For cheap food, there are several inexpensive local dives on the west side of the Old Market and food stalls on the east riverbank, north of National Highway 6.

And for God’s sake, don’t only eat at the places recommended in the guidebooks. It seems Lonely Planet, Rough Guide, and Travelfish were all too lazy to do anything more than read each other, since they all recommended the same crapola places. Just walk around town and pick somewhere that looks good – you may win, you may lose – but your odds are just as good (bad?) if you’re going to blindly trust a guidebook.

Seeing the Temples

I love temples, I love ruins, I love old things. I thought about buying a one-week pass to Angkor. Whatever you do, do NOT do this unless you are getting your Ph.D. in Angkor temples. The three-day pass was more than sufficient.

In three days, you can see:

Day 1: Small Circuit, with either Angkor Wat or Angkor Tom (don’t do both in one day!)
Day 2: Big Circuit, including whichever Angkor you left out the day before
Day 3: Outlying temples like the Roulos Group, Banteay Srei, Beng Melea, etc.

Don’t rush! You have plenty of time. Aim to take at least one 10-20 minute break in each temple you visit. This gives you a chance to soak up the atmosphere and will also keep your batteries charged.

Take snacks and a big bottle of water when you see the temples. Food and drink is double price in the park.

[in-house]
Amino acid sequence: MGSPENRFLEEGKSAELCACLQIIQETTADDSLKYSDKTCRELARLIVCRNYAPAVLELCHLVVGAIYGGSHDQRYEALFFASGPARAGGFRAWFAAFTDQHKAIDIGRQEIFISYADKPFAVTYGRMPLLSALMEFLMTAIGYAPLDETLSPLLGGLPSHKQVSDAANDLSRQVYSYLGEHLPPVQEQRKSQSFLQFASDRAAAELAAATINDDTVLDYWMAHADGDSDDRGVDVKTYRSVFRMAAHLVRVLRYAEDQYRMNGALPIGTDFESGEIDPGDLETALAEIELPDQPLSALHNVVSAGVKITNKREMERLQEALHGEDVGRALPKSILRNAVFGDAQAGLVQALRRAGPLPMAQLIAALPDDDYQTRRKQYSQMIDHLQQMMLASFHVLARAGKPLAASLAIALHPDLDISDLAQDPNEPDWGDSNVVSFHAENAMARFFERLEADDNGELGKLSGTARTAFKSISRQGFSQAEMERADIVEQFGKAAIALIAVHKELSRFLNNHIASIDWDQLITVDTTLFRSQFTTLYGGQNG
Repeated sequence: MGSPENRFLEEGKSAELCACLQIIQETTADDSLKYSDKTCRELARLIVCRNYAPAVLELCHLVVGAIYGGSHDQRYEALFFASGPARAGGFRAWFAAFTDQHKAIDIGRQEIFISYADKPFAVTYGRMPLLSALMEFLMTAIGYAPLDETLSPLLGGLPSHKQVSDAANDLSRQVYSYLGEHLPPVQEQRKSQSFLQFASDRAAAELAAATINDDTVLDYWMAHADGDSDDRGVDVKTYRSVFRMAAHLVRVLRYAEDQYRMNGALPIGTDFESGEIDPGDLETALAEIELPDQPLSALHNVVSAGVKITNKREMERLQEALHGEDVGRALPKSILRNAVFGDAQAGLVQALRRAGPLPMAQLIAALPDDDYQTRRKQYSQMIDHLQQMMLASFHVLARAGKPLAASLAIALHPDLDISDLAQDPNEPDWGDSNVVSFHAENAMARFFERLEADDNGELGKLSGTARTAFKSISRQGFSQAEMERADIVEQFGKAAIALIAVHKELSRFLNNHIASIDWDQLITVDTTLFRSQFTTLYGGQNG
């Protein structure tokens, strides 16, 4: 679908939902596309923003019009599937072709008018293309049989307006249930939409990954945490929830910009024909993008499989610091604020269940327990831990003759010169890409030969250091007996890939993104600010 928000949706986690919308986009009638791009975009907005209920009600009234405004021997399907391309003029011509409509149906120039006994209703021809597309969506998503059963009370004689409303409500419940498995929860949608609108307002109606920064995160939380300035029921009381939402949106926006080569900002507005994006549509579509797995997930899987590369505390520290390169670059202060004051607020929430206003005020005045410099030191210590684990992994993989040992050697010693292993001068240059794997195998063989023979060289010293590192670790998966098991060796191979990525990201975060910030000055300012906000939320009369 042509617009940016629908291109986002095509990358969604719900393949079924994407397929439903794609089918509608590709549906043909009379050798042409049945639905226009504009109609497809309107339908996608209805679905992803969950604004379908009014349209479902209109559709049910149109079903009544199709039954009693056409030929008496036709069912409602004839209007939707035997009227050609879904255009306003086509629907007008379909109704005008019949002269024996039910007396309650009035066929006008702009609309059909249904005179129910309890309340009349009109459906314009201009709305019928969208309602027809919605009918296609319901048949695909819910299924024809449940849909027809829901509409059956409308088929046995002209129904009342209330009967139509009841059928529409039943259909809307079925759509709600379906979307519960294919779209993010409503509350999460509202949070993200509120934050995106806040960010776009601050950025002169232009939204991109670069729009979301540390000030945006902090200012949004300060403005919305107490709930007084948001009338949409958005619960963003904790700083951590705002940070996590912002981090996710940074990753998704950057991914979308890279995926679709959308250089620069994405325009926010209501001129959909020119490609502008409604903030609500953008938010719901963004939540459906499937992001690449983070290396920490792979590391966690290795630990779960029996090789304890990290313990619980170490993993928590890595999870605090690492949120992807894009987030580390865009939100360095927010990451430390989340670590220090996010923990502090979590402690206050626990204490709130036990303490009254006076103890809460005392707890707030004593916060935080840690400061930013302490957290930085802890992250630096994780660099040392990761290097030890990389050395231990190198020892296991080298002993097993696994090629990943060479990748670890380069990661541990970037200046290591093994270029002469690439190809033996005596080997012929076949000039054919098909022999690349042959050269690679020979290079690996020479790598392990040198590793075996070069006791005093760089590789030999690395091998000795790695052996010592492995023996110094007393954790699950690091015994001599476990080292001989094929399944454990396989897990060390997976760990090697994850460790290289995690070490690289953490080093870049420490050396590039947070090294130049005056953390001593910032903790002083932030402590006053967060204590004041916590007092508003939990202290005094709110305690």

Go home mid-day. Start early and return for lunch, take a shower and a nap, eat some ice cream, then go back out around 3 p.m. You will thank yourself.

If you want to go to the outlying temples, check out your transportation options as soon as you arrive in Siem Reap. Because the temples are so far from the city, the best option is going by car, but you’ll need four people to keep your costs down. Tours are also offered, but not everyday. Check out the Peace of Angkor Guesthouse and The Villa at Siem Reap. They were some of the only places that offered affordable day-trips to far-away temples. For Banteay Srei and Kbal Speal, you need the Angkor pass. For Beng Melea, you don’t need the pass and entrance is $5.

Avoiding the Crowds

In the words of Scotty from Star Trek, “You just can’t do it.”

To a certain extent. Certain places to avoid are Phnom Bakheng at sunset and Angkor Wat after sunrise. Ta Prohm and Banteay Srei in the morning are supposed to be packed.

We did, however, have a few strategies to beat the hordes. First, leave early. The temples are pretty peaceful before 8 a.m. (except for Angkor Wat.) Second, go late. While many of the tour groups are still at it around 4 p.m., I noticed that the pace seemed more relaxed. After 5 p.m. was great – cooler temperatures, soft, beautiful sunlight, and very few people around.

dsc02231.JPGCheck alternative sunrise and sunset places. We were at Pre Rup and it was populated, but definitely wasn’t as crowded as Phnom Bakheng. Sunrise at Angkor Wat, while crowded, is manageable because the temple is just so huge.

Many people advise going out during mid-day to avoid the bus-loads of tourists. I would only recommend this in the cool season, unless you’re itching to get heat stroke. Just wake up early. It won’t kill you.

With all of this said, I don’t regret the money I spent at Angkor Wat. I know some travelers who only went for one day to save $20 on the expensive entrance fee, yet blow $5-10 every night at bars. Um, there are bars at home. There’s only one Angkor Wat. There are times to be cheap, and there are times to spend money. So shell some of it out knowing that after three days of nothing but temples and ruins, you won’t need to see another one again for a very, very long time. A bargain, really, when you think about it.